G E Financial Investments – First-Tier Tribunal finds that a deemed US resident was not a US treaty resident

A US company (“GEFI Inc.”) and UK company (“GEFI”) in the GE group formed a Delaware LP (“LP”) with GEFI Inc. as the 1% general partner and GEFI as the 99% limited partner. LP acquired five intercompany loans.

The stock of GEFI Inc. and GEFI were stapled, which caused GEFI to be deemed to be resident in the US under the Code, with a view to increasing the US foreign tax credit capacity in the US. GEFI claimed credit for the US income taxes payable by it against its UK income tax liabilities.

HMRC denied the credit. The first issue was whether GEFI was a US resident for purposes of Art. 4 of the UK-US treaty, which relevantly referred to “any person who, under the laws of that State, is liable to tax therein by reason of his domicile, residence, citizenship, place of management, place of incorporation, or any other criterion of a similar nature.” Brooks J effectively applied commentary - that the quoted wording requires “effective personal attachment to a territory,” and the effective finding in Crown Forest that full or worldwide taxation is a necessary feature of the connecting criterion but is not sufficient of itself - to find that the mere stapling of the GEFI stock did not give rise to the required connection to the U.S., so that GEFI was not a US treaty resident.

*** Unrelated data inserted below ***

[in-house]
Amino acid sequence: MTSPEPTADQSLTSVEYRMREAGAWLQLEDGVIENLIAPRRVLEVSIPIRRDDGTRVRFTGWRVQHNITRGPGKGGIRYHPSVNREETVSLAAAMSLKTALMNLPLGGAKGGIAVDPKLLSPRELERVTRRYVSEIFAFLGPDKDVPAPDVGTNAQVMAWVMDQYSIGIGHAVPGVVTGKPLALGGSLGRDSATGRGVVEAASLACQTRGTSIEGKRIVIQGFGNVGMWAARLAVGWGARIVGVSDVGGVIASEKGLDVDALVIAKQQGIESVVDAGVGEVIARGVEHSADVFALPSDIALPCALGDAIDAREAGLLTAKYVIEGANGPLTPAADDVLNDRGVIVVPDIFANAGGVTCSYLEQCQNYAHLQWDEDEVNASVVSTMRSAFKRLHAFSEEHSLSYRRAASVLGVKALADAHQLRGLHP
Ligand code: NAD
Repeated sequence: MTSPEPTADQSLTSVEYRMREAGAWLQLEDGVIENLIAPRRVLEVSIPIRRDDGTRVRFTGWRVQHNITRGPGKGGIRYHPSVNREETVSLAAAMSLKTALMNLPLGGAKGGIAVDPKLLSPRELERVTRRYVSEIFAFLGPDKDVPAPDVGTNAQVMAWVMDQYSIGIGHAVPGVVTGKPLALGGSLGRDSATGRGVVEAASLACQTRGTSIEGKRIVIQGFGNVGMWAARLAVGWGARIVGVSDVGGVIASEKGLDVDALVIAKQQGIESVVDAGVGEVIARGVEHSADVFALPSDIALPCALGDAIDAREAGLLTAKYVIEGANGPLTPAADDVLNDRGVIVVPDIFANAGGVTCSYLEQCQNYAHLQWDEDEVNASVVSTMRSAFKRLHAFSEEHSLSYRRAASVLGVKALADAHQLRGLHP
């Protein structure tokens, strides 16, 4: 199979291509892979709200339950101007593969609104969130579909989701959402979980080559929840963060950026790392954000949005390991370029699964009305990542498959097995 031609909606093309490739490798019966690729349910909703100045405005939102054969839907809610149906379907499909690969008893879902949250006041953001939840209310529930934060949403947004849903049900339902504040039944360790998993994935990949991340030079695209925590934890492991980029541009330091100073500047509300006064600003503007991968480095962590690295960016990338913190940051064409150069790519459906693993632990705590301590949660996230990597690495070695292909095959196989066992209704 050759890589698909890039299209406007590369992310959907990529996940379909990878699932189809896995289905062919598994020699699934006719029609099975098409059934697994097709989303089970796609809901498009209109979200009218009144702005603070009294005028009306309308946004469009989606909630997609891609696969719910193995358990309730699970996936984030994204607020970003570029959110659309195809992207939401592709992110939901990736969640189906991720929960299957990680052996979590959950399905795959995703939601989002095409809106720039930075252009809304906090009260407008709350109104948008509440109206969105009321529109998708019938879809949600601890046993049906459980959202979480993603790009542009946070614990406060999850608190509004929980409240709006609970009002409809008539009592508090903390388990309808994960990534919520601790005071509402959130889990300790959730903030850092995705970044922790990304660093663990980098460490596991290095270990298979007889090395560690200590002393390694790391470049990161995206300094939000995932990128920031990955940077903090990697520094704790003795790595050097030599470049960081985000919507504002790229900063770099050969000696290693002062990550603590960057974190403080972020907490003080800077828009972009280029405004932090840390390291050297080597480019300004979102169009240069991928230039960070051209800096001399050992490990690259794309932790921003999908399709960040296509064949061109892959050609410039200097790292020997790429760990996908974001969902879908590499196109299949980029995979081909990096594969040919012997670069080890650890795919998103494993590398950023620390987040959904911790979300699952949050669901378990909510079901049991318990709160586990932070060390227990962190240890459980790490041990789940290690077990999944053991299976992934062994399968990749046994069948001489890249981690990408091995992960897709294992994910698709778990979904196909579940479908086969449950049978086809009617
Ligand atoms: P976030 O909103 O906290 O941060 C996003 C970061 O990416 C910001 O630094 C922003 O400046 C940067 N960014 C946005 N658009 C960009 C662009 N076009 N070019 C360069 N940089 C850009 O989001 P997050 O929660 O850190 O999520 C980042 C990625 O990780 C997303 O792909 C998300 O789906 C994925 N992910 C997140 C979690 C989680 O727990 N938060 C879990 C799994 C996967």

This then left the issue as to whether the US taxes imposed on GEFI were imposable in accordance with the Treaty on the basis of GEFI, through its participation in LP, having a permanent establishment in the US - so that the UK was required to accord a foreign tax credit to GEFI in accordance with Art. 24 of the Treaty (similar to Art. 24 of the Canada-UK Treaty). In finding that the LP did not have a permanent establishment in the US on the basis that it was not carrying on business there under the UK concept of a business (having regard to Art. 3(2)), Brooks J indicated that there was a mere holding of five affiliate loans (albeit, in very large amounts) over the course of approximately six years, which represented “more of a passive, sporadic or isolated activity than a regular and continuous series of activities” – and noted the there was “nothing to suggest that personnel or agents acting on behalf of the LP made or conducted continuous and regular commercial activities in the US.”

Neal Armstrong. Summaries of G E Financial Investments v. The Commissioners for Her Majesty's Revenue & Customs, [2021] UKFTT 0210 (TC) under Treaties – Income Tax Conventions – Art. 4, Art. 5.